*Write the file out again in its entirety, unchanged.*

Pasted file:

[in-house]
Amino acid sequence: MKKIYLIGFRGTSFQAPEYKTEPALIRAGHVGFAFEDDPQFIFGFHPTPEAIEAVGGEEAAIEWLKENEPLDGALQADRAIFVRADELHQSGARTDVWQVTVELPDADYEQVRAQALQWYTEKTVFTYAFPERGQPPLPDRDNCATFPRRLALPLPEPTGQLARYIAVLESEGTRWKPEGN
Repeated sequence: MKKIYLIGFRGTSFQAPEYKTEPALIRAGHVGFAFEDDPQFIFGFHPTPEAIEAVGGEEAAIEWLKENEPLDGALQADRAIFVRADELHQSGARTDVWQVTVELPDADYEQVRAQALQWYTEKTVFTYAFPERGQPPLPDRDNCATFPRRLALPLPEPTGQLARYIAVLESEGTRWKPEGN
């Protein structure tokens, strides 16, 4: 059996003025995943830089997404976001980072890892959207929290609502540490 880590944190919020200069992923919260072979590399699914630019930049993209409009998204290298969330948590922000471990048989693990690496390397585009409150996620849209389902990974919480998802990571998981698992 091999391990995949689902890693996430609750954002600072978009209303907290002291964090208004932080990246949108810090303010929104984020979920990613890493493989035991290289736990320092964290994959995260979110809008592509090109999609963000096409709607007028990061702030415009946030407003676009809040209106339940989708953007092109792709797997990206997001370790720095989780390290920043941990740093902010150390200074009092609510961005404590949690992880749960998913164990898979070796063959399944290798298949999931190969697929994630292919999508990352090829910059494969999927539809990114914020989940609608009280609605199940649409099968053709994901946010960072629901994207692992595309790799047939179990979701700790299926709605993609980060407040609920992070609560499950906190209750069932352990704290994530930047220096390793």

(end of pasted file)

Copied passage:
[in-house]
Amino acid sequence: MKKIYLIGFRGTSFQAPEYKTEPALIRAGHVGFAFEDDPQFIFGFHPTPEAIEAVGGEEAAIEWLKENEPLDGALQADRAIFVRADELHQSGARTDVWQVTVELPDADYEQVRAQALQWYTEKTVFTYAFPERGQPPLPDRDNCATFPRRLALPLPEPTGQLARYIAVLESEGTRWKPEGN
Repeated sequence: MKKIYLIGFRGTSFQAPEYKTEPALIRAGHVGFAFEDDPQFIFGFHPTPEAIEAVGGEEAAIEWLKENEPLDGALQADRAIFVRADELHQSGARTDVWQVTVELPDADYEQVRAQALQWYTEKTVFTYAFPERGQPPLPDRDNCATFPRRLALPLPEPTGQLARYIAVLESEGTRWKPEGN
């Protein structure tokens, strides 16, 4: 059996003025995943830089997404976001980072890892959207929290609502540490 880590944190919020200069992923919260072979590399699914630019930049993209409009998204290298969330948590922000471990048989693990690496390397585009409150996620849209389902990974919480998802990571998981698992 091999391990995949689902890693996430609750954002600072978009209303907290002291964090208004932080990246949108810090303010929104984020979920990613890493493989035991290289736990320092964290994959995260979110809008592509090109999609963000096409709607007028990061702030415009946030407003676009809040209106339940989708953007092109792709797997990206997001370790720095989780390290920043941990740093902010150390200074009092609510961005404590949690992880749960998913164990898979070796063959399944290798298949999931190969697929994630292919999508990352090829910059494969999927539809990114914020989940609608009280609605199940649409099968053709994901946010960072629901994207692992595309790799047939179990979701700790299926709605993609980060407040609920992070609560499950906190209750069932352990704290994530930047220096390793």